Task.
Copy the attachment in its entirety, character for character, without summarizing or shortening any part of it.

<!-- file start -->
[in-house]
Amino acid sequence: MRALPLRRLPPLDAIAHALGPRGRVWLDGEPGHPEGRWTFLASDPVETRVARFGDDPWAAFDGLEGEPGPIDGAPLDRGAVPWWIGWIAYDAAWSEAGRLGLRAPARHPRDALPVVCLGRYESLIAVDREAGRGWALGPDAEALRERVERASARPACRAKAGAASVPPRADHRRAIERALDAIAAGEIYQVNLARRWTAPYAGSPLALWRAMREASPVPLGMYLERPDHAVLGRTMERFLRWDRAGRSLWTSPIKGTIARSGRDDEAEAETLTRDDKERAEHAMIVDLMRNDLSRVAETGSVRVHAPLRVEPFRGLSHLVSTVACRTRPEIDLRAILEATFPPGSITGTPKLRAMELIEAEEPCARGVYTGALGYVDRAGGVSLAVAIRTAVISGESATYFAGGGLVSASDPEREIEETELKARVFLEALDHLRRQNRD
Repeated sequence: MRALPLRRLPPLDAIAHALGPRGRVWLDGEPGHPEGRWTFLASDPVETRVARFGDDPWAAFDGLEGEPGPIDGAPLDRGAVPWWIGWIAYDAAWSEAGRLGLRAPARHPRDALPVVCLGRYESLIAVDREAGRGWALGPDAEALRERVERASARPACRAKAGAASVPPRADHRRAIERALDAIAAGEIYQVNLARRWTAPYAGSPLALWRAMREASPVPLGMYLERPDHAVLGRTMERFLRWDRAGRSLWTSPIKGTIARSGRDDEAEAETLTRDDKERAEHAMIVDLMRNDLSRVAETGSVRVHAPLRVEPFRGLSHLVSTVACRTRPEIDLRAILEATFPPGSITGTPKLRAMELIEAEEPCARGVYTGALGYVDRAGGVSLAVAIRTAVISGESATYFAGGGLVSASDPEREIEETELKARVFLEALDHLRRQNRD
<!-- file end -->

[in-house]
Amino acid sequence: MRALPLRRLPPLDAIAHALGPRGRVWLDGEPGHPEGRWTFLASDPVETRVARFGDDPWAAFDGLEGEPGPIDGAPLDRGAVPWWIGWIAYDAAWSEAGRLGLRAPARHPRDALPVVCLGRYESLIAVDREAGRGWALGPDAEALRERVERASARPACRAKAGAASVPPRADHRRAIERALDAIAAGEIYQVNLARRWTAPYAGSPLALWRAMREASPVPLGMYLERPDHAVLGRTMERFLRWDRAGRSLWTSPIKGTIARSGRDDEAEAETLTRDDKERAEHAMIVDLMRNDLSRVAETGSVRVHAPLRVEPFRGLSHLVSTVACRTRPEIDLRAILEATFPPGSITGTPKLRAMELIEAEEPCARGVYTGALGYVDRAGGVSLAVAIRTAVISGESATYFAGGGLVSASDPEREIEETELKARVFLEALDHLRRQNRD
Repeated sequence: MRALPLRRLPPLDAIAHALGPRGRVWLDGEPGHPEGRWTFLASDPVETRVARFGDDPWAAFDGLEGEPGPIDGAPLDRGAVPWWIGWIAYDAAWSEAGRLGLRAPARHPRDALPVVCLGRYESLIAVDREAGRGWALGPDAEALRERVERASARPACRAKAGAASVPPRADHRRAIERALDAIAAGEIYQVNLARRWTAPYAGSPLALWRAMREASPVPLGMYLERPDHAVLGRTMERFLRWDRAGRSLWTSPIKGTIARSGRDDEAEAETLTRDDKERAEHAMIVDLMRNDLSRVAETGSVRVHAPLRVEPFRGLSHLVSTVACRTRPEIDLRAILEATFPPGSITGTPKLRAMELIEAEEPCARGVYTGALGYVDRAGGVSLAVAIRTAVISGESATYFAGGGLVSASDPEREIEETELKARVFLEALDHLRRQNRD